I’ve recently been refreshing my knowledge of childhood apraxia of speech. It is amazing how so much free information is available on apraxia-kids.org and childapraxiatreatment.org. I also love how you can watch an entire DTTC training by Edith Stand on youtube and have free access to the ReST protocol and treatment manual here. Useful CAS cueing systems can also be found here and here. However, there is one thing I have had huge trouble finding, and that is sample goals for child apraxia.
Admittedly, every child with CAS is different and needs goals fit to their needs. Nonetheless, I think it helps to at least see how to format the goal and the potential areas to focus on. Based on my webinars, SLP group searches, and general clinical expertise I wrote up some sample goals below. Feel free to simplify them, especially for the school setting.
CAS Goal Examples
1. During structured speech tasks, X will improve movement gestures for speech by directly imitating 10 functional cv, vc, and cvc words that solely include consonant sounds already within her phonemic inventory, with no more than 2 cues provided per target with 80% cumulative accuracy (accuracy including: correct vowels, correct consonants, correct sound sequence, normal prosody and stress without any pauses mid-word) per target word.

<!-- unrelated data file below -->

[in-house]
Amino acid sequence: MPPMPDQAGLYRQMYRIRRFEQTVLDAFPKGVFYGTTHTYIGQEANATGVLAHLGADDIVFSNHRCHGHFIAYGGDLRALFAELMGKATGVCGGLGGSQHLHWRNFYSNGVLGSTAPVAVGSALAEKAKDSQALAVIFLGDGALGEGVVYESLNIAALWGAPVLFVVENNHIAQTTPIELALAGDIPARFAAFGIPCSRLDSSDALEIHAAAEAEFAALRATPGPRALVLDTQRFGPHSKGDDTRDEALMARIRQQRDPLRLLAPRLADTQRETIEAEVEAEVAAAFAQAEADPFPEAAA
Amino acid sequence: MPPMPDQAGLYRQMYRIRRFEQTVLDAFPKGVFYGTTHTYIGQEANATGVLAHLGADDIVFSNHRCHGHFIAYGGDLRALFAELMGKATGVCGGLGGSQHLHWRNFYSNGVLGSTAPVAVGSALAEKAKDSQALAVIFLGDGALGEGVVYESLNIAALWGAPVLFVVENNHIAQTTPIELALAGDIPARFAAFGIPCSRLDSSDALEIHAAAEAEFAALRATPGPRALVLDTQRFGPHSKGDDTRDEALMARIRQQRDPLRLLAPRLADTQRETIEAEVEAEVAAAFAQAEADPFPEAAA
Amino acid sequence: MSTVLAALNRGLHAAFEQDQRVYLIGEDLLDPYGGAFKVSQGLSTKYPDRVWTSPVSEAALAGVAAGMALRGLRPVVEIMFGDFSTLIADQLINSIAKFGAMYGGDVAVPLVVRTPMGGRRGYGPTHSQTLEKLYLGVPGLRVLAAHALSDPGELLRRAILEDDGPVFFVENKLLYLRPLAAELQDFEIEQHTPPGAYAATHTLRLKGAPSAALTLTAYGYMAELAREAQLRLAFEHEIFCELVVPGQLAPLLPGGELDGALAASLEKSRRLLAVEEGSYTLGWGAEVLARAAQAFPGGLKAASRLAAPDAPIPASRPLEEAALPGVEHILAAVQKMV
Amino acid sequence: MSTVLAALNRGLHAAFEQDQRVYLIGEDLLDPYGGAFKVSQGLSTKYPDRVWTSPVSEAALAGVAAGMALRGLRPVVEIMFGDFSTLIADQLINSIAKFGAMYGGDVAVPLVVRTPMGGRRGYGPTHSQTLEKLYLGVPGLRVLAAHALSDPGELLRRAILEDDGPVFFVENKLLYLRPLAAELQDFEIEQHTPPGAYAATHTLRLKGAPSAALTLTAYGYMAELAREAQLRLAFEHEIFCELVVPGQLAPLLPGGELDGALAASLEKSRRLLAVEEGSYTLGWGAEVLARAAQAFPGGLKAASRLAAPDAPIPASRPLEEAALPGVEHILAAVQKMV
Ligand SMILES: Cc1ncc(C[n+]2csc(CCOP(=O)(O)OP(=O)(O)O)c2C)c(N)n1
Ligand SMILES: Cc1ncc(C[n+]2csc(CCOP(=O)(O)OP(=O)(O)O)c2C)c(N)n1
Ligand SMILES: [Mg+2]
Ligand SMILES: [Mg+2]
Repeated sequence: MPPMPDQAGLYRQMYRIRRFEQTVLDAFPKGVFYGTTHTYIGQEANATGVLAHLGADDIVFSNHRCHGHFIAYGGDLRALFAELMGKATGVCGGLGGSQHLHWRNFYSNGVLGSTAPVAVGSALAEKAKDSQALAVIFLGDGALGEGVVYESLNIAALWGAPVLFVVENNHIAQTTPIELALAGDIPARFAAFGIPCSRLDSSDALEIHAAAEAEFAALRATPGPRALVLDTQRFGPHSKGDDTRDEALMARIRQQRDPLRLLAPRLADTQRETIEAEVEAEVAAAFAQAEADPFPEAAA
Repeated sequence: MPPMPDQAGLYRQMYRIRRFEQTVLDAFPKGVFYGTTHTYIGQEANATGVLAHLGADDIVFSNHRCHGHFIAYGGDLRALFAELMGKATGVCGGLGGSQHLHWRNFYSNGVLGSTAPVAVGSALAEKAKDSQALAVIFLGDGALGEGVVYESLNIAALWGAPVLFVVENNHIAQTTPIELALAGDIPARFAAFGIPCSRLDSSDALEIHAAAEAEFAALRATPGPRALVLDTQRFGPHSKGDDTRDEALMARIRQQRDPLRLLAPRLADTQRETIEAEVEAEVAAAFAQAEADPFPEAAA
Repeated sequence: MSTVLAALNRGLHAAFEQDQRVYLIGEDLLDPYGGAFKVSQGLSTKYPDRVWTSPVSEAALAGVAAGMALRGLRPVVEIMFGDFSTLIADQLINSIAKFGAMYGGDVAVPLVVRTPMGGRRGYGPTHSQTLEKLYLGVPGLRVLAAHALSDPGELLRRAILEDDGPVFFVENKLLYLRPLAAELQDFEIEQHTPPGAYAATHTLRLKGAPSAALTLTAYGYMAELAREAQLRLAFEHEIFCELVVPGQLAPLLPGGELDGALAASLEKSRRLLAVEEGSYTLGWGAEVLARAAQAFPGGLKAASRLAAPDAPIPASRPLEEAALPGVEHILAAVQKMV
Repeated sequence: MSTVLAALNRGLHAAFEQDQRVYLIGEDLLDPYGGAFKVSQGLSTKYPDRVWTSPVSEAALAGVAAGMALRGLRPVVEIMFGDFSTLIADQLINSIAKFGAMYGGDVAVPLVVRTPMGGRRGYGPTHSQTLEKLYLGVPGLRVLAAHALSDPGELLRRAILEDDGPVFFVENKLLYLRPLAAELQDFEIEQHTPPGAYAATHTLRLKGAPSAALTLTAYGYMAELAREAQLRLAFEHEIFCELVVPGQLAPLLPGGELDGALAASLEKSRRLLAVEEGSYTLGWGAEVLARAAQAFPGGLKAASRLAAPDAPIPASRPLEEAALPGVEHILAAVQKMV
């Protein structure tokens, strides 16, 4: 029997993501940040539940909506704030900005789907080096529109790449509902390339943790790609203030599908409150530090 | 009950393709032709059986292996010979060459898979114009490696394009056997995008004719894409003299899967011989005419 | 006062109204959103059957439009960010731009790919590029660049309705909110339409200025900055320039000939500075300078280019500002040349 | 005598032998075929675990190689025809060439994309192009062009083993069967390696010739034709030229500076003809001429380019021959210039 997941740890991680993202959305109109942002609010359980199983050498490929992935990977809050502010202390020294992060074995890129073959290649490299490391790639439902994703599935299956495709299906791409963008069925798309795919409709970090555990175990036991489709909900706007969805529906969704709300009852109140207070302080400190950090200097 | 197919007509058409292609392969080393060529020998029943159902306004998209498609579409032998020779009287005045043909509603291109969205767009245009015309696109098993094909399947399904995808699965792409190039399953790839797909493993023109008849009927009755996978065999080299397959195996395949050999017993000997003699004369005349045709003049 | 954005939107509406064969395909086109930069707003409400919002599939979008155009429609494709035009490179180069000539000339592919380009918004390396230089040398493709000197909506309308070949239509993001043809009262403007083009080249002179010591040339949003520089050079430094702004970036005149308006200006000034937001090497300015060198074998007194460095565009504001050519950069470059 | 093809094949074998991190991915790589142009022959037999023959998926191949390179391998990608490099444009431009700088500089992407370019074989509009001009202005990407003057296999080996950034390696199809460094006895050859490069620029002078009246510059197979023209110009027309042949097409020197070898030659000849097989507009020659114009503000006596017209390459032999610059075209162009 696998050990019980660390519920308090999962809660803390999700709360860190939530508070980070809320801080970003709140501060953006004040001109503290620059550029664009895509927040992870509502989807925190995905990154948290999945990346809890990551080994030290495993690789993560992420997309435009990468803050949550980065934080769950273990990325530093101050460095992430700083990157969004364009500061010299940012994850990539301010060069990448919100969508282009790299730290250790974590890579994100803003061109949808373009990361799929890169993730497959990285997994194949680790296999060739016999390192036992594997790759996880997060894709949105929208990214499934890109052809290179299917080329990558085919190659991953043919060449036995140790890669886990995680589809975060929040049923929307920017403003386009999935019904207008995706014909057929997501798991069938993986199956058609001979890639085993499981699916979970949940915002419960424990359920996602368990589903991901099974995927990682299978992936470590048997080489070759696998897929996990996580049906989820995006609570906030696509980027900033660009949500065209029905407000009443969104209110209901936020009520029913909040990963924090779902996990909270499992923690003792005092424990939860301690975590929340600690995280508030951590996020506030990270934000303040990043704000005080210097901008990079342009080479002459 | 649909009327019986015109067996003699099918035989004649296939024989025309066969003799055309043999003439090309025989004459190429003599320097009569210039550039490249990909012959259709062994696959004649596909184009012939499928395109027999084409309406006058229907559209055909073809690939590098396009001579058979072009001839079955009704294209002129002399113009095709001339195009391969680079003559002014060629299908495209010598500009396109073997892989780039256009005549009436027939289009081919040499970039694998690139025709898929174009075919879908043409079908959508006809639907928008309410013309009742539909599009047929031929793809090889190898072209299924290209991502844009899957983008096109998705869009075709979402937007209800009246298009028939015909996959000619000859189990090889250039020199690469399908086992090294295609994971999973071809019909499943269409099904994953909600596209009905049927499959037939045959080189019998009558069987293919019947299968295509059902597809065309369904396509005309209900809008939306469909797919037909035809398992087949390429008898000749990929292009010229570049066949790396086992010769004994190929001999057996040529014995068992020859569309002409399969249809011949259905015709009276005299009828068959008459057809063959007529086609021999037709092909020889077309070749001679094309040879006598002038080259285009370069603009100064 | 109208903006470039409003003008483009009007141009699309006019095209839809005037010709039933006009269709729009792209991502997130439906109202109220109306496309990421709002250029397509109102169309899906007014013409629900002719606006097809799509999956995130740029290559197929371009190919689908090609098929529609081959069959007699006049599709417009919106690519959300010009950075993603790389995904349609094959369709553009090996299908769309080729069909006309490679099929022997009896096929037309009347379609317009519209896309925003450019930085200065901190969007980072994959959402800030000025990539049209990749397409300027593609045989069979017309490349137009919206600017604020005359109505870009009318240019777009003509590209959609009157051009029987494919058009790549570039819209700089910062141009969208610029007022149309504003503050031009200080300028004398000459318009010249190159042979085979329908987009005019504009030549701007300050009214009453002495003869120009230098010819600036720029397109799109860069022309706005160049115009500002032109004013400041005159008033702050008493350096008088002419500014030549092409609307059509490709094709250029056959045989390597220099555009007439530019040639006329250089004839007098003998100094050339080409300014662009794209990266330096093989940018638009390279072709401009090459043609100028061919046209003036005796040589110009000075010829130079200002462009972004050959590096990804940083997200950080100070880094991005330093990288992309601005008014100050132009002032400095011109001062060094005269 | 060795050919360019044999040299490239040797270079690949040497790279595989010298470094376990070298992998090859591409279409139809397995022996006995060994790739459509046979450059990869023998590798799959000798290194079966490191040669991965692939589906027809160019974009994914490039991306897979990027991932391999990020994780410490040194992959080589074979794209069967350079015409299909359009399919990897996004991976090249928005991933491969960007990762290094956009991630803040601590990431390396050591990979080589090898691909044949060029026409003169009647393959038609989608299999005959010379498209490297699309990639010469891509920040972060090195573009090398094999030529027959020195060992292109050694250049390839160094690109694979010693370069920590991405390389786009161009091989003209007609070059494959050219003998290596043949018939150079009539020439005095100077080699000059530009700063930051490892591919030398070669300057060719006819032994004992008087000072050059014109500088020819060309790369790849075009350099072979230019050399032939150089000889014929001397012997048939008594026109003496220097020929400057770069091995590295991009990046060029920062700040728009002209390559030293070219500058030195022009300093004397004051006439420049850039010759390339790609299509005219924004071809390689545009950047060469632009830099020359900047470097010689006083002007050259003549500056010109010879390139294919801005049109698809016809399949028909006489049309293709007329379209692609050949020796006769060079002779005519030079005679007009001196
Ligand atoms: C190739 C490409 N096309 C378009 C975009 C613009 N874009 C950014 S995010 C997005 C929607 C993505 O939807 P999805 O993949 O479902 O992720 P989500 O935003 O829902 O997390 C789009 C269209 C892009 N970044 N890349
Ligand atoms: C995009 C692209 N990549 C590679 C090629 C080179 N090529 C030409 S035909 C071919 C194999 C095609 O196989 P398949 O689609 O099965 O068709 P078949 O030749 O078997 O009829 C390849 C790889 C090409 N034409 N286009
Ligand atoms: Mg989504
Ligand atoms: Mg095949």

2. During structured speech tasks, X will improve motor planning for speech by independently using 2-3 word functional phrases (each word in targeted phrases using cv, vc, cvc, or cvcv syllable structures) that include consonants and vowels already within his phonemic inventory in response to relevant questions from his conversational partner with 80% cumulative accuracy per target phrase.
As you can see, the above goals focus on expanding syllable shapes, complexity, prosody, rhythm, and accuracy of consonants and vowels in the targets.
Other Formats for Childhood Apraxia IEP Goals
Below is a new way I came across of writing CAS goals that another SLP modeled for me; these goals focus on the transition between articulatory positions, since CAS is in fact an issue with motor planning of the articulators. I really liked this format and wanted to post some examples of this as well:
1. During structured speech tasks, X will improve motor planning by producing bilabial to bilabial movements (ex. mop, web, pop) in CVC words within 2-3 word phrases given multi-sensory cues fading to independence with 80% cumulative accuracy per target phrase.
2. During structured speech tasks, X will improve motor planning by producing bilabial to alveolar movements (ex. mat, wed, bead) in CVC words within 2-3 word phrases given multi-sensory cues fading to independence with 80% cumulative accuracy per target phrase.